Granting a witness immunity from prosecution to testify against another is a mainstay of the U.S. criminal justice system. An everyday occurrence, especially when the prosecutors want to get that evidence presented in court. When the government wants to suppress such testimony, well, that’s an altogether different story. That’s what we have now in Minnesota at the George Floyd trial. The monumental power imbalance between the government and defense was in full display on the morning of April 6 over this issue. Derek Chauvin, the former police officer charged in the case of Floyd’s death, and his defense team, want Floyd’s friend Morries Hall to testify, and prosecutors are conspiring to keep him out of court.
In defense of Chauvin, his lawyer, Eric Nelson, wishes to call the man who was sitting next to Floyd when police first arrived at the store Floyd defrauded. Hall was with his friend when Floyd went in and passed the fake $20 to the clerk at Cup Foods on May 25, 2020. We know Floyd was high and that various drugs were found in multiple searches of the vehicle he shared with Hall. That’s the reason Hall can’t testify: It may incriminate him for murder.
I Plead the Fifth!
Before the jury trial resumed on Tuesday morning, Judge Peter Cahill held a hearing to decide whether Hall would testify. Hall’s attorney presented a motion to quash a subpoena ordering him to do so, arguing that testifying in any capacity about the events on the day Floyd died would incriminate her client. While other charges, such as drug possession or fraud, might be lodged against Hall, his lawyers focused on the possibility of murder charges.
Hall has been offered zero immunity from the prosecution, something only government prosecutors have the power to issue. Hall’s lawyer said that if he testified to what he saw and did before and after police officers arrived at Cup Foods, he would open himself to third-degree murder charges. Just because the government is prosecuting Chauvin for murdering Floyd now, that presents no barriers to future prosecution of Hall. If the government fails to meet its burden in the current trial, it could start a prosecution against Hall the next day.
Murder Was the Case
Prosecutors could even bring charges that are in direct contravention to what they say against Chauvin. It’s the drug connection that makes this a potential murder charge. Almost certainly, were Hall to testify truthfully, he would recount illegal drug use with Floyd that day. Minnesota makes it relatively easy to prosecute those who provide drugs to overdose victims. Hall is rightfully concerned that if he says he was with Floyd and shared illegal drugs with him, then he may admit to murder under the law.
According to the state’s law:
“609.195 MURDER IN THE THIRD DEGREE.
“(b) Whoever, without intent to cause death, proximately causes the death of a human being by, directly or indirectly, unlawfully selling, giving away, bartering, delivering, exchanging, distributing, or administering a controlled substance classified in Schedule I or II, is guilty of murder in the third degree and may be sentenced to imprisonment for not more than 25 years or to payment of a fine of not more than $40,000, or both.”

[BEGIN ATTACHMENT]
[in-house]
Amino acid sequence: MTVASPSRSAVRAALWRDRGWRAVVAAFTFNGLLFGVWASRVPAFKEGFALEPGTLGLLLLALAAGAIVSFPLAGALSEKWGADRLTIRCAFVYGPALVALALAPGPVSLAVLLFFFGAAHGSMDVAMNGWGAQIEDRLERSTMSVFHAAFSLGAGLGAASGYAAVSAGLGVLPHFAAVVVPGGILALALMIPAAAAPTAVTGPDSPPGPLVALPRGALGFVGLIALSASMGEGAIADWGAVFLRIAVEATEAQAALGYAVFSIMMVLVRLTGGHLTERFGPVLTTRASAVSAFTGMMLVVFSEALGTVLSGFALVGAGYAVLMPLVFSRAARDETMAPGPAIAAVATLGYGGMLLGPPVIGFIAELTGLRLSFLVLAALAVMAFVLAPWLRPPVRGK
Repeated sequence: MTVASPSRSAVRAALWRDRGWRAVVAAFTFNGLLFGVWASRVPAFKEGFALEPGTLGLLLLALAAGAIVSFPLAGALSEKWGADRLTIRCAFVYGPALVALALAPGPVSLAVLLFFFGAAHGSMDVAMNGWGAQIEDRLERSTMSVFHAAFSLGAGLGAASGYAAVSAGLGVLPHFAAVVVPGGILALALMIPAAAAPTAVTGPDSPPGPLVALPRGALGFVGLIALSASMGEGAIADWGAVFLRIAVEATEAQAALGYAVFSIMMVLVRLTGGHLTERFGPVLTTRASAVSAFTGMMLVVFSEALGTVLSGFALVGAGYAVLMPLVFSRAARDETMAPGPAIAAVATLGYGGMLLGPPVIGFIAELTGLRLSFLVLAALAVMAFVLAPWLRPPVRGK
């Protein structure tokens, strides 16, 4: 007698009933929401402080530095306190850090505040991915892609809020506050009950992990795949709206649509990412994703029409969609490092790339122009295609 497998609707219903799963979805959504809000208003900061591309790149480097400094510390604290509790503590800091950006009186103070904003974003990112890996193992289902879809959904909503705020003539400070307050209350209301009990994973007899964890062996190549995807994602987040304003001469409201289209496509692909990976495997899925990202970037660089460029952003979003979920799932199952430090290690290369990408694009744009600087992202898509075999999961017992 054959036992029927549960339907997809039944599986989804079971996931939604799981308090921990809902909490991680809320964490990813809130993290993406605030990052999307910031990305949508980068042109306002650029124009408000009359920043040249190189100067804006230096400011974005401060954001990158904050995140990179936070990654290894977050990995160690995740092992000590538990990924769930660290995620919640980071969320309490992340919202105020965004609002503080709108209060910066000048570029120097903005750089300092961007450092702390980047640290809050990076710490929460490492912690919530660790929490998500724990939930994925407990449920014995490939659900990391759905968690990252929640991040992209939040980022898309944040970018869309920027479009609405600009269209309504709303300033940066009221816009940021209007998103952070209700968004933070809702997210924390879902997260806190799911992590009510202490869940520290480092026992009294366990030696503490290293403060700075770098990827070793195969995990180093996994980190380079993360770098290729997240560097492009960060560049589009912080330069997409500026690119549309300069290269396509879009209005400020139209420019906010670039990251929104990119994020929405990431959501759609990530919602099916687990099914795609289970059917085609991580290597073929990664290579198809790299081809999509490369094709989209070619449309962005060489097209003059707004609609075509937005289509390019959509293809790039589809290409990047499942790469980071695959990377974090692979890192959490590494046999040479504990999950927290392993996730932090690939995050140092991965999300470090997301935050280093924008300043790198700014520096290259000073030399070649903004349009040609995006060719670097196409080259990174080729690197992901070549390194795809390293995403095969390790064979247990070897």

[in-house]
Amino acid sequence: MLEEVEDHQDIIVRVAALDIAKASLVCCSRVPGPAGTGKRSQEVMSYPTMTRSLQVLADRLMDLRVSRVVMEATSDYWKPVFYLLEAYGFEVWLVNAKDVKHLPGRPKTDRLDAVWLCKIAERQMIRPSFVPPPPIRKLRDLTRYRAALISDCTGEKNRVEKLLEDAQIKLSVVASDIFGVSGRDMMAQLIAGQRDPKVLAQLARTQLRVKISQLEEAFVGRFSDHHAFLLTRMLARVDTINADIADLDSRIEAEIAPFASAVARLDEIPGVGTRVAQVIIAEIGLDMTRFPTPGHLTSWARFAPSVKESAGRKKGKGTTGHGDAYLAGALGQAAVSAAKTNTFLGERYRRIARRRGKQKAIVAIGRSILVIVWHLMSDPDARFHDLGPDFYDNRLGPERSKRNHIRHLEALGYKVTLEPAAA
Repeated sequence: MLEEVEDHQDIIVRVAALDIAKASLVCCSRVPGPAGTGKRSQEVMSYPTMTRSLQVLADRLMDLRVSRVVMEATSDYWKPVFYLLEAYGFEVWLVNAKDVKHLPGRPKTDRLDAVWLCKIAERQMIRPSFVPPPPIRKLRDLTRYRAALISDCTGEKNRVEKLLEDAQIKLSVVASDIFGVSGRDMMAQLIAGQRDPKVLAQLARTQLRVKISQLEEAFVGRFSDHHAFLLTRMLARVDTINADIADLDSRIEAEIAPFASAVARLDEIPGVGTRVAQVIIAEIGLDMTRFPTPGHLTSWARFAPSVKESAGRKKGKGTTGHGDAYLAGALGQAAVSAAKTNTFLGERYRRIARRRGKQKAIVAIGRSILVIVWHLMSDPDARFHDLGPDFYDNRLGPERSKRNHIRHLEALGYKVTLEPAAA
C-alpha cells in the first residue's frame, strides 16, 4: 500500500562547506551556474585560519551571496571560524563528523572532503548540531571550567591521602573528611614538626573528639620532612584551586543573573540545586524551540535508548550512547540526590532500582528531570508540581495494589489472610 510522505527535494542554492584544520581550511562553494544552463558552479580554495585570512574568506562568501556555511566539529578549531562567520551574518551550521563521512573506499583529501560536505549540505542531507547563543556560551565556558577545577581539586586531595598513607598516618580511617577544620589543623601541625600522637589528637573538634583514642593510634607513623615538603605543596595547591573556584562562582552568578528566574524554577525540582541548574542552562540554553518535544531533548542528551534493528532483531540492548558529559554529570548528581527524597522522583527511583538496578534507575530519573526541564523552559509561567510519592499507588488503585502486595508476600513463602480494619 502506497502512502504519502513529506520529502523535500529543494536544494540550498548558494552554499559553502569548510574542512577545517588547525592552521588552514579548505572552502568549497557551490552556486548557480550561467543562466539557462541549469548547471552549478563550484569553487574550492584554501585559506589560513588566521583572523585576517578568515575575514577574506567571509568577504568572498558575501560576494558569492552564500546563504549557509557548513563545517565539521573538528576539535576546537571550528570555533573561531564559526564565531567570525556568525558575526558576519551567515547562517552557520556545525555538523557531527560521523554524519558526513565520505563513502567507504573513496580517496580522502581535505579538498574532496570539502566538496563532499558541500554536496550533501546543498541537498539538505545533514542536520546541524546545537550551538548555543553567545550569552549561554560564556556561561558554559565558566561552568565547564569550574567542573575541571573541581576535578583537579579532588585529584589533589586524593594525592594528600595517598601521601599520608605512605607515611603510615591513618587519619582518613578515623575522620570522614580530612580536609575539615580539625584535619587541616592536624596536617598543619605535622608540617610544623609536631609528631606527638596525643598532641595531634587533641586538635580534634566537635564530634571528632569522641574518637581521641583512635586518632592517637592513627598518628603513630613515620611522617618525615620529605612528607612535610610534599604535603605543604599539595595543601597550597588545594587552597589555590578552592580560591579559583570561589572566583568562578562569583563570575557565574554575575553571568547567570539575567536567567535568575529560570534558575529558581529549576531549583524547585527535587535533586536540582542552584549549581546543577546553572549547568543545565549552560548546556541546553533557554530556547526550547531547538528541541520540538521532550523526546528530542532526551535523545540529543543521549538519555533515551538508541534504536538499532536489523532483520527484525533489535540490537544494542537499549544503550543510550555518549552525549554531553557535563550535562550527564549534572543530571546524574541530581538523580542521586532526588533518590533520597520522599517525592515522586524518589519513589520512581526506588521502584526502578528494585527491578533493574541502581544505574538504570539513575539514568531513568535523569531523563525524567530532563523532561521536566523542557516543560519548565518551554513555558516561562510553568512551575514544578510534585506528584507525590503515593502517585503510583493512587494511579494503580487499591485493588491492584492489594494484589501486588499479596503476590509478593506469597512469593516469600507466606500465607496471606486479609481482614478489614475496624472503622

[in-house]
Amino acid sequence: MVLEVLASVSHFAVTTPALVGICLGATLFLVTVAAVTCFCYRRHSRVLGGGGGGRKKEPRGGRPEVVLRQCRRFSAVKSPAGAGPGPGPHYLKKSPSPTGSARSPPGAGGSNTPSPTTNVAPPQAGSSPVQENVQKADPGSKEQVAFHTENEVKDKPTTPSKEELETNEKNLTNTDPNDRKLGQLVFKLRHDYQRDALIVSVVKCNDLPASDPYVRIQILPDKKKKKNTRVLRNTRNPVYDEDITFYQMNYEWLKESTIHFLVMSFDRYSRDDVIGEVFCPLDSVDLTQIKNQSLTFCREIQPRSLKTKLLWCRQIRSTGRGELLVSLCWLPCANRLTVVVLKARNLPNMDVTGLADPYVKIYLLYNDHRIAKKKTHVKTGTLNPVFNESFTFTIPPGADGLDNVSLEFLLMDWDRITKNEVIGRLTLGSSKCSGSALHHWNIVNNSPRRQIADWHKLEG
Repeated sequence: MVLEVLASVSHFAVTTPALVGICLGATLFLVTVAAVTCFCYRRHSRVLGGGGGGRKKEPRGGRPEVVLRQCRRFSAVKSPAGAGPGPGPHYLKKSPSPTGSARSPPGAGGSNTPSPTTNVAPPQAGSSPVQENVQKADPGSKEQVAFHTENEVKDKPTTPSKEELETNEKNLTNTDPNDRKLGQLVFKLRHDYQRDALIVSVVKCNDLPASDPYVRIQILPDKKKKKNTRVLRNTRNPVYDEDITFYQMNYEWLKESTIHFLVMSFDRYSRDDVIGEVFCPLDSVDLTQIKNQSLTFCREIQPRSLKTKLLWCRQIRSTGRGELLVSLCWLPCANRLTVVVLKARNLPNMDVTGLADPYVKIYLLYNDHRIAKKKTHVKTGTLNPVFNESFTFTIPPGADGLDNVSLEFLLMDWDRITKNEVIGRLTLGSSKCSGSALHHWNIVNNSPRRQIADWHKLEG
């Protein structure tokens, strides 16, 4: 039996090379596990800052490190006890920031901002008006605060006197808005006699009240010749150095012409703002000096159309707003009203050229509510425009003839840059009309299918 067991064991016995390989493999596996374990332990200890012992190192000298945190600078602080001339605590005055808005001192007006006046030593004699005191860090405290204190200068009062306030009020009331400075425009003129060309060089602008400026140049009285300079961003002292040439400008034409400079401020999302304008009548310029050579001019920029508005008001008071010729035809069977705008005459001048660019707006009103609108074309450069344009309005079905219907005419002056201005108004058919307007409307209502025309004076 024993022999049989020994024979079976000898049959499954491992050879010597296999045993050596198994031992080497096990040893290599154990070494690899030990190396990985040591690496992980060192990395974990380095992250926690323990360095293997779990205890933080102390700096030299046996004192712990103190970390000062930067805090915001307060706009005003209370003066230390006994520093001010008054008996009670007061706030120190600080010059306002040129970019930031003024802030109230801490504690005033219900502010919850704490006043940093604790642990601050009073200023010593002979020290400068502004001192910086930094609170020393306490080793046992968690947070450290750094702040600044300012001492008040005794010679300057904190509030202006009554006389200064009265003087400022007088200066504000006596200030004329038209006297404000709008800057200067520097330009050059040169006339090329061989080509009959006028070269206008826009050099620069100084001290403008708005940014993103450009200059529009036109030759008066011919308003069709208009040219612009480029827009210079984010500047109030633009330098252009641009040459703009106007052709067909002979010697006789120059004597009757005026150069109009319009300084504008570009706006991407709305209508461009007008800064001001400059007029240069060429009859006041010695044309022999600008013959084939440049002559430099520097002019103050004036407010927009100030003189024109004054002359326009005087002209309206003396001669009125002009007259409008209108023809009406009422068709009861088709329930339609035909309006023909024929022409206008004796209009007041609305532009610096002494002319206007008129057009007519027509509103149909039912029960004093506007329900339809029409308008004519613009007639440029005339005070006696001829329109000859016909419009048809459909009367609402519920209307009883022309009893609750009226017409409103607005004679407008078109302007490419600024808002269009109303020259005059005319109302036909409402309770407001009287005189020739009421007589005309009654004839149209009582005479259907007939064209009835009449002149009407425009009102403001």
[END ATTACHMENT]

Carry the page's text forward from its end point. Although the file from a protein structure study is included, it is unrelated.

“That statute is broad, judge. And it has been interpreted broadly by Minnesota courts,” Hall’s lawyer argued. “Again, it’s not just that A and B situation. In fact anyone who can be pointed to as a link in the chain of distribution; someone who prepares drugs for someone else, someone who acts as a go between, can be implicated in third-degree murder.” Prosecutors wanted to keep Hall off the stand entirely, but Judge Cahill is set to allow a very narrow band of testimony. He will force Hall to testify to observations he made of Floyd, but only what he saw and heard.
Pre-Approved Examinations Only
That testimony will be carefully coordinated to keep out everything else. Judge Cahill ordered the defense to submit its proposed questions to Hall, and the answers it expects to elicit, to the court, the prosecution, and Hall’s counsel, by Thursday, April 8. Then the court will have a hearing, outside the jury’s presence, ruling on each question presented and whether Hall might refuse to answer on Fifth Amendment grounds. The prosecution will then present the cross-examination questions they are likely to ask, and the judge will rule on each of those. The tedious process will likely result in a very brief appearance of Hall, discussing Floyd nodding off. That Floyd did so after ingesting fentanyl will not be discussed before the jury.
Why doesn’t Minnesota Attorney General Keith Ellison simply grant Hall immunity? Assistant Attorney General Matthew Frank had the temerity to suggest in court that the prosecution wanted to ensure Chauvin has a fair trial. That means they want to make sure if Chauvin is convicted, he is not set free by the appellate courts. Ellison’s office did not return a call for comment from LibertyNation as to why it didn’t grant Hall immunity from prosecution.
Read more from Scott D. Cosenza.
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